I had only started posting stuff online about six months before and wasn’t really expecting anything to come from it. When it comes to art, we are all very sensitive and tell ourselves, “I don’t know if it’s good enough.” So when I heard that someone wanted to use my illustrations for a book, my jaw just dropped. And then when I learned what the topic was, I was just like, “Wow. This is crazy!”

I was tasked with illustrating 40 topics that an author by the name of Kate Sloan had written about. The book is all about discovering your kinks and fantasies, so it was an interesting journey for me to learn about all these different kinks and what stuff is out there. It was also  interesting to explore different ways of portraying such a topic. We didn’t want it to be vulgar, so I stayed away from illustrating genitals and facial expressions by doing a lot of cropping, closeups, and blending of bodies.

Jules: I feel like the facelessness is perfect because the viewer can imagine themselves as the subject matter and connect more to the art. 

Ewa: Exactly! It also adds a bit of mystery. To make the bodies as realistic as possible, I often referenced real images because otherwise, it looked unnatural. This led to me watching a lot of porn because where else are you going to find an image of a threesome? I think that was the most time consuming part of the project – finding and capturing the proper images to base my illustrations on.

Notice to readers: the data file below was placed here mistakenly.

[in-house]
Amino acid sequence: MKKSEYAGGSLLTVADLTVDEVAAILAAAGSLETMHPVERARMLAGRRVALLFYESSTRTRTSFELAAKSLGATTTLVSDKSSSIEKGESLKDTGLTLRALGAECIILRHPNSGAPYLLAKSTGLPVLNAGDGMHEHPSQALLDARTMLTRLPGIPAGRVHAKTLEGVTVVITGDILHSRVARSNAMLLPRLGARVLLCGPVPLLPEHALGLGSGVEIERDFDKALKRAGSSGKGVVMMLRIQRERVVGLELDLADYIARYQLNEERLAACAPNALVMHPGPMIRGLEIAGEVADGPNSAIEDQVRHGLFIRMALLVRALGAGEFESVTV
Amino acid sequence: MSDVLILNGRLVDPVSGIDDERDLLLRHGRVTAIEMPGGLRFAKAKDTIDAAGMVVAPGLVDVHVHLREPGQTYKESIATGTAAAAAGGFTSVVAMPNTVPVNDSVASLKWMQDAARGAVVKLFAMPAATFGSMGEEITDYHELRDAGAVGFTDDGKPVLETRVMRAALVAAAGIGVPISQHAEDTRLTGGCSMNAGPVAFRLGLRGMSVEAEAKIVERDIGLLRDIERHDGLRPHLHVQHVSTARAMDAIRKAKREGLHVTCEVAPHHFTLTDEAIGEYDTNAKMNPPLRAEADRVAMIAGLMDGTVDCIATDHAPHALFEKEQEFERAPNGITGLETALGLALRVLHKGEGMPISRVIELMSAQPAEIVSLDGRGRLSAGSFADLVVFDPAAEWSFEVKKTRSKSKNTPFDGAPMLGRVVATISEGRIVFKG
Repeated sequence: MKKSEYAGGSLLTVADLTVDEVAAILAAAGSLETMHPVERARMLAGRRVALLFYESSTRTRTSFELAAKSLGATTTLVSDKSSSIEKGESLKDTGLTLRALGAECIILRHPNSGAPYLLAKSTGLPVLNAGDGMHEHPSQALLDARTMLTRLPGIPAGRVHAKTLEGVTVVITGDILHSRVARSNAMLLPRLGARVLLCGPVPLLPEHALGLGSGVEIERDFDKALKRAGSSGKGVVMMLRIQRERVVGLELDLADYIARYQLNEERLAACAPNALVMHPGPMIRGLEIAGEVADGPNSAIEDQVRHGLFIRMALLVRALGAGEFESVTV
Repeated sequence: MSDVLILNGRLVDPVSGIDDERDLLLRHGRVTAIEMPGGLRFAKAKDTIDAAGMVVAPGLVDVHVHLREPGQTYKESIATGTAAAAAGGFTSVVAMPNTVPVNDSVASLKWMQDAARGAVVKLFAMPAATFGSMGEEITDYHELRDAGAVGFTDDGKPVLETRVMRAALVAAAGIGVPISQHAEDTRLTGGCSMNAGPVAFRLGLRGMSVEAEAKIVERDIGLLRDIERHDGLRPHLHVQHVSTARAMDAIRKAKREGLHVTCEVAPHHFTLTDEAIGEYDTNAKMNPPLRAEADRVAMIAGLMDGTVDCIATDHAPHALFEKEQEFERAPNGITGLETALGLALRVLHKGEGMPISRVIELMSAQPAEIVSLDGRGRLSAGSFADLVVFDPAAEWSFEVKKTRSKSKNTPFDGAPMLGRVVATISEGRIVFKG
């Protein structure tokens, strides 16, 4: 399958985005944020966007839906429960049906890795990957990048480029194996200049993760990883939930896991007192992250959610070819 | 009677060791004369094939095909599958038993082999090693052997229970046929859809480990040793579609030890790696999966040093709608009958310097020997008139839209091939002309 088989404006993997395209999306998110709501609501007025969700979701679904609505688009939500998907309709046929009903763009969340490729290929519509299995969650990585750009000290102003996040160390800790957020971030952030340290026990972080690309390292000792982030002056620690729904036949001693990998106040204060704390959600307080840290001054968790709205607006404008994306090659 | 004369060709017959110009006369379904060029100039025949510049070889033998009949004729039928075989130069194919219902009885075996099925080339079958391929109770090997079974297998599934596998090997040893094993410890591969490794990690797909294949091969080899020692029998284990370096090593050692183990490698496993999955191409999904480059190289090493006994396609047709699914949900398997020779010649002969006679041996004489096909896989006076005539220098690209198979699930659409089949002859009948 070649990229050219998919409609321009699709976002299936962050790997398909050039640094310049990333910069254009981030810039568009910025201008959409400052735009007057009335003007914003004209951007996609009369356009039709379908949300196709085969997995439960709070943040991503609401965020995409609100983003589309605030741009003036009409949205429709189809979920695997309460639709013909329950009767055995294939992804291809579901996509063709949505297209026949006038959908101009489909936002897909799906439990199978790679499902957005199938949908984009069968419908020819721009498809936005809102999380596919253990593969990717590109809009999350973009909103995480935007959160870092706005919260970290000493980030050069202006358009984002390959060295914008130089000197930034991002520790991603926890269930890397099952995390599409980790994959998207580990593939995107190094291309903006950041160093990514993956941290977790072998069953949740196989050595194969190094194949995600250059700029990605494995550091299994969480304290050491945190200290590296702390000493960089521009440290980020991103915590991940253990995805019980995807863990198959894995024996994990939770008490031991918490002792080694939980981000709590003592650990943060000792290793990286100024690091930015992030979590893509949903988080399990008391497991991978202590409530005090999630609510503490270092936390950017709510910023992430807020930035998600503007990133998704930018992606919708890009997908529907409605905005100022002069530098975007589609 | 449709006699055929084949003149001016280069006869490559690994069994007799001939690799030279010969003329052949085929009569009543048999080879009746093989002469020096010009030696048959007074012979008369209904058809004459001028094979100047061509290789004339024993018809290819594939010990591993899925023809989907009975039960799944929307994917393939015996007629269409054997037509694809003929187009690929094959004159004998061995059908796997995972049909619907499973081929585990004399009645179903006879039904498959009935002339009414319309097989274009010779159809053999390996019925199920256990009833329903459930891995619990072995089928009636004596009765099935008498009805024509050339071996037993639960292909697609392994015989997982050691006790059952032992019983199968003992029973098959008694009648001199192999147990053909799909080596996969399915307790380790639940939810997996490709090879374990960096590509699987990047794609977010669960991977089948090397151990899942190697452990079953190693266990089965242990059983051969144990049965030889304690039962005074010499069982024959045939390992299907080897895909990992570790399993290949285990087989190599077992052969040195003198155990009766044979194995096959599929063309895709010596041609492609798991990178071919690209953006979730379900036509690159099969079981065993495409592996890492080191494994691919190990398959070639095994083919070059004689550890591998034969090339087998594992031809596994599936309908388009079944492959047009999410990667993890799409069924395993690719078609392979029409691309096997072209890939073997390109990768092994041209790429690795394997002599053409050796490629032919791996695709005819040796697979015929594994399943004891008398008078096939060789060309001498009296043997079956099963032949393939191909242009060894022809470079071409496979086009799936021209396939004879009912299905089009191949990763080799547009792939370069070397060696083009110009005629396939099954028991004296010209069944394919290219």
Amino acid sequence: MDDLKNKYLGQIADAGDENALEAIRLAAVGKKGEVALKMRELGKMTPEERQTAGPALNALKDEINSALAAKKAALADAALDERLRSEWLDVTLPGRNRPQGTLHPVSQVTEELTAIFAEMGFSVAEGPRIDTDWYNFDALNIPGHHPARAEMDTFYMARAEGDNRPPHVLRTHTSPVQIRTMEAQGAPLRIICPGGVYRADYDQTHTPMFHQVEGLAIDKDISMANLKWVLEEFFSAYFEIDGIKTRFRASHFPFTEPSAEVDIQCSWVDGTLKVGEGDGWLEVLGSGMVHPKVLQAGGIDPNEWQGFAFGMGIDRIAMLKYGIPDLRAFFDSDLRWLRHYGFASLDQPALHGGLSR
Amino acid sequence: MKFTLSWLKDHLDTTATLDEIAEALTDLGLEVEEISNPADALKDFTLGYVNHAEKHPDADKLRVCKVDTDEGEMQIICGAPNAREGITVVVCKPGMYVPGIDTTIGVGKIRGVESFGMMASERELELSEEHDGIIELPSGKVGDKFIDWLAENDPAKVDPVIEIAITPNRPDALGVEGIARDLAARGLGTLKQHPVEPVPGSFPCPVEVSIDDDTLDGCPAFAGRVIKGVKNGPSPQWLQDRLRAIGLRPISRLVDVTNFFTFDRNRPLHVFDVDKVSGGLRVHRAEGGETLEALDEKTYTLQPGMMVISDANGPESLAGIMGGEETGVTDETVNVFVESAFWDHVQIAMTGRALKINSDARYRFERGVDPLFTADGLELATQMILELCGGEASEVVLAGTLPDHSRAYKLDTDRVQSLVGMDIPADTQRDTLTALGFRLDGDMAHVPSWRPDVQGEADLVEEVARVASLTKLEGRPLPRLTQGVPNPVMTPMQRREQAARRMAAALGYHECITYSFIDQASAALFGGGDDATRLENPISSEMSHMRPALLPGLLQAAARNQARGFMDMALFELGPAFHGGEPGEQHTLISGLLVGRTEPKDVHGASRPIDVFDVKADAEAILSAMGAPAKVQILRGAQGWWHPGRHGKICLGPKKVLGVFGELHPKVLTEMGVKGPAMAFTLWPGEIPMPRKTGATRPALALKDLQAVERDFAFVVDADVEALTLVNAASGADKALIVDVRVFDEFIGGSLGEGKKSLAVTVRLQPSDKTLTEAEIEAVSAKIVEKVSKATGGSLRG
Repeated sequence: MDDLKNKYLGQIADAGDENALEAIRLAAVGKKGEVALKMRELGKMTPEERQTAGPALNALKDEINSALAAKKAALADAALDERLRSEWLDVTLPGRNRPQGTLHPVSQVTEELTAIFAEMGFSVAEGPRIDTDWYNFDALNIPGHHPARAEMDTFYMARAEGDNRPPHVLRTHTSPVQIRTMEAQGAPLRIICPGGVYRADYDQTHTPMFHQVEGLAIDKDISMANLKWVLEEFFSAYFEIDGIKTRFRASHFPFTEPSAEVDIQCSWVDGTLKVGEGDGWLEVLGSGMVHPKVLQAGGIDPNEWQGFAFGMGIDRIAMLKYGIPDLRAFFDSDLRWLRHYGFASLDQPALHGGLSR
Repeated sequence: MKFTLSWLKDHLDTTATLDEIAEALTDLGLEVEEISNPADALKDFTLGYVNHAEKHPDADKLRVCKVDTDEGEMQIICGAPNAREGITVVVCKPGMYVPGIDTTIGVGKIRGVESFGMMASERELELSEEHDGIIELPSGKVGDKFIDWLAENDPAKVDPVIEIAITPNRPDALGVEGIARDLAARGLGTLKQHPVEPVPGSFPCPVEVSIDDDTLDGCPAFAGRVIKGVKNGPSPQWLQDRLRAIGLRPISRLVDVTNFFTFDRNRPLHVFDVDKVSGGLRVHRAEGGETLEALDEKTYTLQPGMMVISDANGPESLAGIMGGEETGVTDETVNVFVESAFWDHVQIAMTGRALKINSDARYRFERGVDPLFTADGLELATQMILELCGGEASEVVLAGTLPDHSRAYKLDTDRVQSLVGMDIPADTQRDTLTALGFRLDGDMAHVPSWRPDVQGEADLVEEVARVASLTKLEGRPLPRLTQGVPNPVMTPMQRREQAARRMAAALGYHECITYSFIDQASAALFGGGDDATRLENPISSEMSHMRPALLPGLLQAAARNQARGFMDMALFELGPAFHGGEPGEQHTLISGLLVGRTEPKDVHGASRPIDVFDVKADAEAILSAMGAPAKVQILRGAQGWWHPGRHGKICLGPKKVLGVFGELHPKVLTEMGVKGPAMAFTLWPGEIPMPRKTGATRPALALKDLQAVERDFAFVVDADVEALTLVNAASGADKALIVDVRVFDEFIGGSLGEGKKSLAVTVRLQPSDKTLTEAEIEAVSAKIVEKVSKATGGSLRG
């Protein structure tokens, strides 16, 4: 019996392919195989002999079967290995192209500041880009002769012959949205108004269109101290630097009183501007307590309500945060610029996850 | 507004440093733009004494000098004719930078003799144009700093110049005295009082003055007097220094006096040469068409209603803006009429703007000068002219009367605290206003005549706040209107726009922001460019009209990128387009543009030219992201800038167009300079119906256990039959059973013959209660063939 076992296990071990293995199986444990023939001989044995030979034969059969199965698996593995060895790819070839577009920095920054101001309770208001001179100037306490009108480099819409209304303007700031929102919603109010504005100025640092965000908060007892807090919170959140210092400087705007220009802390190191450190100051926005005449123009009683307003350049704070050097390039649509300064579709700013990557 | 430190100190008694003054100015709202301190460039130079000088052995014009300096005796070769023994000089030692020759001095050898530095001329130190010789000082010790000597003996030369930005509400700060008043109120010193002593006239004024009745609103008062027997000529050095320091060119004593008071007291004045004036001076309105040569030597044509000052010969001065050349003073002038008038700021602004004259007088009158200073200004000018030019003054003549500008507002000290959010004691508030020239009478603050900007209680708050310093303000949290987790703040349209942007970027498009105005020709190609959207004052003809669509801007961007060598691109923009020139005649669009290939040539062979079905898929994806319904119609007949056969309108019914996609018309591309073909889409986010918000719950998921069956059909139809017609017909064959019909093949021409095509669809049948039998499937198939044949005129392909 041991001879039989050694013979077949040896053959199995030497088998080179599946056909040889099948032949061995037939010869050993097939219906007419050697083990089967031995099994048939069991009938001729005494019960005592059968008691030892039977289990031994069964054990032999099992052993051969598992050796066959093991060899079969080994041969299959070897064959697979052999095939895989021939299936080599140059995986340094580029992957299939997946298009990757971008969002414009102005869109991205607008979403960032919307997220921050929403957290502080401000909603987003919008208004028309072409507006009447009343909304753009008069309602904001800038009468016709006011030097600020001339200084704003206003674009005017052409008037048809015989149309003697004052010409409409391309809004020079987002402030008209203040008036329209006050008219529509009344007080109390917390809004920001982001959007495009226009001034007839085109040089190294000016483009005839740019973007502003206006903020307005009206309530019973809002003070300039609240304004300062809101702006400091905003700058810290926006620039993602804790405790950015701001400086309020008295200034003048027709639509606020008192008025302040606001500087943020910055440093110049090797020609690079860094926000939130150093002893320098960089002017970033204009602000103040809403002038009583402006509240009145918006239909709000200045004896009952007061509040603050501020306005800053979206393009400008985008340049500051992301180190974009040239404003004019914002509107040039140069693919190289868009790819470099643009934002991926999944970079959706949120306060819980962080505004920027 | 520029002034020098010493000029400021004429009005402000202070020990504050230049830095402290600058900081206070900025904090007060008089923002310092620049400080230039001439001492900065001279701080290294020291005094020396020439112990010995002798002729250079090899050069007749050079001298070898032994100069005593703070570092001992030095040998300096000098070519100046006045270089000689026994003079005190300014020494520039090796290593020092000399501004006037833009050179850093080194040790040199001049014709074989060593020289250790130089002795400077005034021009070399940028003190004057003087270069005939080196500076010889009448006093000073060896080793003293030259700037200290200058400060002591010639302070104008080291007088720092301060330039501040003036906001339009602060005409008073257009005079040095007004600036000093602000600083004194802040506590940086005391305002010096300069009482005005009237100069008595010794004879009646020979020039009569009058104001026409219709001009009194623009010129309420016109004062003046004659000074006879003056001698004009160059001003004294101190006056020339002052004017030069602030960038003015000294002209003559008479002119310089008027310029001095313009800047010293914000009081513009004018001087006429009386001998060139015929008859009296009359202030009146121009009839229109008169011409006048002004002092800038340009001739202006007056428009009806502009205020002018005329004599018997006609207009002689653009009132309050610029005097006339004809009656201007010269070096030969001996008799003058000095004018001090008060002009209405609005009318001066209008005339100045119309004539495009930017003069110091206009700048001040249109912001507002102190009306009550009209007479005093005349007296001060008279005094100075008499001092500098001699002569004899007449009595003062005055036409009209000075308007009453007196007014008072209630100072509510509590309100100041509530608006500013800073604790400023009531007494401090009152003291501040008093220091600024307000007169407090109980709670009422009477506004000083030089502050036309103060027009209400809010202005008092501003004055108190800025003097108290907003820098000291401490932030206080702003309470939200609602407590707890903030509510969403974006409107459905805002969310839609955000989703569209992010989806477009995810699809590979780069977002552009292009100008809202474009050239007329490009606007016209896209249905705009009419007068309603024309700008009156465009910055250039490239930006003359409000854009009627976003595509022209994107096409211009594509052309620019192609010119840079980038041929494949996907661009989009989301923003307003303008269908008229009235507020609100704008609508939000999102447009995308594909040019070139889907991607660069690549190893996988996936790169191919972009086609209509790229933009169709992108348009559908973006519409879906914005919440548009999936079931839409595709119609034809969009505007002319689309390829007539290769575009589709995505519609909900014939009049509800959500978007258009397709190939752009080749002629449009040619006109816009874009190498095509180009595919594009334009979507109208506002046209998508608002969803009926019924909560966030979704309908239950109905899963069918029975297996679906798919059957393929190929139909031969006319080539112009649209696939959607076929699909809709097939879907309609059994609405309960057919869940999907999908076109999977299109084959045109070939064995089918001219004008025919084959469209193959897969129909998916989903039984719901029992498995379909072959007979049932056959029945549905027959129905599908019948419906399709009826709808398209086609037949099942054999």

Jules: That’s actually pretty hilarious! How would you describe sex and dating culture in Berlin versus Poland versus other places? 

Ewa: I don’t know what’s happening right now in the culture that much because I’m in a monogamous relationship. But I think Berlin is a place where people come to discover themselves. It’s a place where everything is possible. There are sex clubs. A lot of people are in non-monogamous relationships or just aren’t even interested in being in any type of relationship. I think it’s a really good place if you want to discover what you want and who you are or what type of relations you want to create with people.

Poland is a different story because it’s known for being more conservative. But I think a lot of people’s perception of Poland comes from the government saying bullshit that isn’t necessarily representative of what most of the people are thinking. It’s hard to say since I’m not living there anymore, but none of my friends back home are homophobic and they all say that things aren’t as bad as the media portrays it. Overall, I feel like everywhere is moving towards being more tolerant and open-minded.

Jules: Totally! I feel like after Trump was elected as president, there was so much media attention about backwards and intolerant Americans are. But in reality, only a small faction of people are actually that hardcore racist, homophobic, etc. But to be fair, I live in one of the most liberal places in the country, it’s hard to know for sure. It feels like we’re becoming more open-minded, but there’s always going to be backlash to progress so I think that also kind of explains why all these extreme examples of hatred and violence keep popping up.